Sales of new U.S. homes rose 7.9% — the fastest growth since the beginning of the year — to a seasonally adjusted annual rate of 421,000 in August, with rising results in three of four regions, according to the U.S. Department of Commerce.
Economists polled by MarketWatch had expected sales to climb in August to a rate of 420,000, compared with an original July estimate that pegged the rate at 394,000. On Wednesday, the government revised July’s rate to 390,000.
The new-home-sales series is volatile, and monthly results can be difficult to interpret. In August, the confidence interval for new-home sales was plus or minus 14.6%, meaning that government analysts think that sales growth likely fell somewhere within a range of negative 6.7% to positive 22.5%.
Looking at trends, over the three months through August, the average rate of new-home sales was 422,000, up 15% from an average rate of 368,000 during the year-earlier period.
Though there are signs that rising mortgage rates are slowing the housing market — the average rate for the popular 30-year fixed-rate mortgage has climbed more than one percentage point since early May — Wednesday’s data point to a housing market that continues to gather steam. New-home sales in August were up 12.6% from the year-earlier period. Pent-up demand and mortgage rates that still are relatively low have been supporting sales.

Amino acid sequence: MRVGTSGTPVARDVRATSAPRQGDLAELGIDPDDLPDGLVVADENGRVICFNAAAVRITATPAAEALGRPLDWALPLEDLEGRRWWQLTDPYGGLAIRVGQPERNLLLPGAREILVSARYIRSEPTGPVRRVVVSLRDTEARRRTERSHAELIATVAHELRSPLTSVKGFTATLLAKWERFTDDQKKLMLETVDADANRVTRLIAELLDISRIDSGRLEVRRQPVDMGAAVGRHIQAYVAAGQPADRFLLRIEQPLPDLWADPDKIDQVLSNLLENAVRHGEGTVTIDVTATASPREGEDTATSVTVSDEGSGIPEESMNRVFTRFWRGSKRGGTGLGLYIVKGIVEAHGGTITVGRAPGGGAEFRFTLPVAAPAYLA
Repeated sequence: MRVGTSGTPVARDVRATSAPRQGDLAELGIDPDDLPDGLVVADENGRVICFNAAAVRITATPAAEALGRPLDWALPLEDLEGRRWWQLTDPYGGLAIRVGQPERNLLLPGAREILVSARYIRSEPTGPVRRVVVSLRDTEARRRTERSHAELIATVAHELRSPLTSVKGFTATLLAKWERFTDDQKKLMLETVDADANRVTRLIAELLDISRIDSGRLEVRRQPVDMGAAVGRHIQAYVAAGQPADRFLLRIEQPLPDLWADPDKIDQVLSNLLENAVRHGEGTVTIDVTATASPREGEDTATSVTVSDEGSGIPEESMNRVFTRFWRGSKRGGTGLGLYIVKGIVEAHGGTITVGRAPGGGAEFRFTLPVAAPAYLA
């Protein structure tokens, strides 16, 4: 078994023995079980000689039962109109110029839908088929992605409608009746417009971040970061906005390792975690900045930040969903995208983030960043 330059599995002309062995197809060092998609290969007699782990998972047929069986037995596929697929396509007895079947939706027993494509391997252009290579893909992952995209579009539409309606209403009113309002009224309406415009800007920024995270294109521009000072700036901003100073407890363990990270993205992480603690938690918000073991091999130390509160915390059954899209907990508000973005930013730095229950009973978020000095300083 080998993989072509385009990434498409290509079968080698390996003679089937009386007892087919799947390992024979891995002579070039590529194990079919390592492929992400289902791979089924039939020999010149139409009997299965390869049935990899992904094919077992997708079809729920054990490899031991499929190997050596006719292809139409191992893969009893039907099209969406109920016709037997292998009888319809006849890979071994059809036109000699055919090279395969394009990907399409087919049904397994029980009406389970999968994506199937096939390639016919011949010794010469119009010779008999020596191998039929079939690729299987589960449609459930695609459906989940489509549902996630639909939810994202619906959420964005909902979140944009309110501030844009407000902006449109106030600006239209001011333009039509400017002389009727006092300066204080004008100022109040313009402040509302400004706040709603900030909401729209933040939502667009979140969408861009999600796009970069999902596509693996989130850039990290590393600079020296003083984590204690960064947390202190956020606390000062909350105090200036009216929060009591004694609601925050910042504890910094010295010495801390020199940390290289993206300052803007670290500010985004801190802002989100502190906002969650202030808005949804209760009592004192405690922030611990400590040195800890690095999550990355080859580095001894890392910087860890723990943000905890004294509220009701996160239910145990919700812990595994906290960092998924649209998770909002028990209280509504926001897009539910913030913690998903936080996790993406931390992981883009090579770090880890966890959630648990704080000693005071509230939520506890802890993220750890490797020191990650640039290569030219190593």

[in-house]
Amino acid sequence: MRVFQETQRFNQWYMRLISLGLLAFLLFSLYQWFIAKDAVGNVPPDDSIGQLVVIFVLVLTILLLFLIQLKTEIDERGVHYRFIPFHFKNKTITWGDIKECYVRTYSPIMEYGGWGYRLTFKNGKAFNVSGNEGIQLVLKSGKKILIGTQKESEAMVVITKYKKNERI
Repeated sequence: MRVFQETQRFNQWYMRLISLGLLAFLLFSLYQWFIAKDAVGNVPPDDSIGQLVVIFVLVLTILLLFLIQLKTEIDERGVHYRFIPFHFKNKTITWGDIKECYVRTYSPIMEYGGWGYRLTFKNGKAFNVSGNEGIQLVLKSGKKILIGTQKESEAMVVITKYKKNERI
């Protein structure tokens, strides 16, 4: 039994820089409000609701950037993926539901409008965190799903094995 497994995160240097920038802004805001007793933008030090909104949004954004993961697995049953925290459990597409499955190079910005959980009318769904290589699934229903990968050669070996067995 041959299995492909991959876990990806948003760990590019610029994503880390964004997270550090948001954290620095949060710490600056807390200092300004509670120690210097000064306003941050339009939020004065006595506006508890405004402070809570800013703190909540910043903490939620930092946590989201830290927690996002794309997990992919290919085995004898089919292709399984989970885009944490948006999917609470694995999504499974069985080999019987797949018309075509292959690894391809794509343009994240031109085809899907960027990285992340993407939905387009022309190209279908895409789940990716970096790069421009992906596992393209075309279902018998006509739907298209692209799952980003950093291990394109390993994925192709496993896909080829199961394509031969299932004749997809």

While rising rates hurt some borrowers’ ability to buy homes, there’s evidence that others buyers are rushing to close deals soon before affordability declines further.
“The extent to which a rise in mortgage rates has affected momentum is still unclear,” said Jim O’Sullivan, chief U.S. economist at High Frequency Economics.
Indeed, home builders are reporting rising quarterly earnings and are the most confident in almost eight years. And economists expect the housing market to continue to add to economic growth this year. There’s certainly room to grow: New-home sales remain far below a peak rate of almost 1.4 million in 2005.